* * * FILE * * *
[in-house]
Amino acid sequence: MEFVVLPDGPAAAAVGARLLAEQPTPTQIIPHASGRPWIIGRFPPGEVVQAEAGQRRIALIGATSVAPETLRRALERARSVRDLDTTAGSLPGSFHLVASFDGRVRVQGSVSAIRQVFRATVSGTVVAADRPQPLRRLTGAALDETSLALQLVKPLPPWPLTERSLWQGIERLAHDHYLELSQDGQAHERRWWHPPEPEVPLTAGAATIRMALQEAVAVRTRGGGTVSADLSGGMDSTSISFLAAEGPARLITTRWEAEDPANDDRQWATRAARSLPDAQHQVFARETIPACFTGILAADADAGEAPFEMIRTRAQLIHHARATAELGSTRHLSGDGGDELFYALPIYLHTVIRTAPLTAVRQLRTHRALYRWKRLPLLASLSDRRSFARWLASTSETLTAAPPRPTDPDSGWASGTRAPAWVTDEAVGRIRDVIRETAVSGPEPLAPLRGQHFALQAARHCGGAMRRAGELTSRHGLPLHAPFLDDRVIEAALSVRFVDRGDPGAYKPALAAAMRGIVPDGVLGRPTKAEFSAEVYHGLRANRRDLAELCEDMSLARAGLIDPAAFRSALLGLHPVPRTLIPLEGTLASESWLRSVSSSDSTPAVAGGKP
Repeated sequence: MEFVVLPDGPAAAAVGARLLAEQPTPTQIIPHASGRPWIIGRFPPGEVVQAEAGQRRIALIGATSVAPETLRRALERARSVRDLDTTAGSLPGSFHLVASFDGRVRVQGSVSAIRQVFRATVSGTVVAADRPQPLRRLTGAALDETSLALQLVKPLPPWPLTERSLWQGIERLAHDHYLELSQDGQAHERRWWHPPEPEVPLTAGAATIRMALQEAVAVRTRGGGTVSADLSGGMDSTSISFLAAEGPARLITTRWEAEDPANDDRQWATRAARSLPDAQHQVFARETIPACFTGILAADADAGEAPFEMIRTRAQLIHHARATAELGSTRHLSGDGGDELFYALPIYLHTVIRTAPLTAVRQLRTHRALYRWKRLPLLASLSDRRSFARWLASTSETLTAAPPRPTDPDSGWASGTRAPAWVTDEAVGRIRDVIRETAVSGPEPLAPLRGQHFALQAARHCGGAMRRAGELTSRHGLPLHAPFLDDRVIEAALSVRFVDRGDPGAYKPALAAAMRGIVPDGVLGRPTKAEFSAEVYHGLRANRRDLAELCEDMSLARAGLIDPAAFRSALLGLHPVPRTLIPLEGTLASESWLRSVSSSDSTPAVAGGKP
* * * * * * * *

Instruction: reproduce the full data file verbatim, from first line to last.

[in-house]
Amino acid sequence: MEFVVLPDGPAAAAVGARLLAEQPTPTQIIPHASGRPWIIGRFPPGEVVQAEAGQRRIALIGATSVAPETLRRALERARSVRDLDTTAGSLPGSFHLVASFDGRVRVQGSVSAIRQVFRATVSGTVVAADRPQPLRRLTGAALDETSLALQLVKPLPPWPLTERSLWQGIERLAHDHYLELSQDGQAHERRWWHPPEPEVPLTAGAATIRMALQEAVAVRTRGGGTVSADLSGGMDSTSISFLAAEGPARLITTRWEAEDPANDDRQWATRAARSLPDAQHQVFARETIPACFTGILAADADAGEAPFEMIRTRAQLIHHARATAELGSTRHLSGDGGDELFYALPIYLHTVIRTAPLTAVRQLRTHRALYRWKRLPLLASLSDRRSFARWLASTSETLTAAPPRPTDPDSGWASGTRAPAWVTDEAVGRIRDVIRETAVSGPEPLAPLRGQHFALQAARHCGGAMRRAGELTSRHGLPLHAPFLDDRVIEAALSVRFVDRGDPGAYKPALAAAMRGIVPDGVLGRPTKAEFSAEVYHGLRANRRDLAELCEDMSLARAGLIDPAAFRSALLGLHPVPRTLIPLEGTLASESWLRSVSSSDSTPAVAGGKP
Repeated sequence: MEFVVLPDGPAAAAVGARLLAEQPTPTQIIPHASGRPWIIGRFPPGEVVQAEAGQRRIALIGATSVAPETLRRALERARSVRDLDTTAGSLPGSFHLVASFDGRVRVQGSVSAIRQVFRATVSGTVVAADRPQPLRRLTGAALDETSLALQLVKPLPPWPLTERSLWQGIERLAHDHYLELSQDGQAHERRWWHPPEPEVPLTAGAATIRMALQEAVAVRTRGGGTVSADLSGGMDSTSISFLAAEGPARLITTRWEAEDPANDDRQWATRAARSLPDAQHQVFARETIPACFTGILAADADAGEAPFEMIRTRAQLIHHARATAELGSTRHLSGDGGDELFYALPIYLHTVIRTAPLTAVRQLRTHRALYRWKRLPLLASLSDRRSFARWLASTSETLTAAPPRPTDPDSGWASGTRAPAWVTDEAVGRIRDVIRETAVSGPEPLAPLRGQHFALQAARHCGGAMRRAGELTSRHGLPLHAPFLDDRVIEAALSVRFVDRGDPGAYKPALAAAMRGIVPDGVLGRPTKAEFSAEVYHGLRANRRDLAELCEDMSLARAGLIDPAAFRSALLGLHPVPRTLIPLEGTLASESWLRSVSSSDSTPAVAGGKP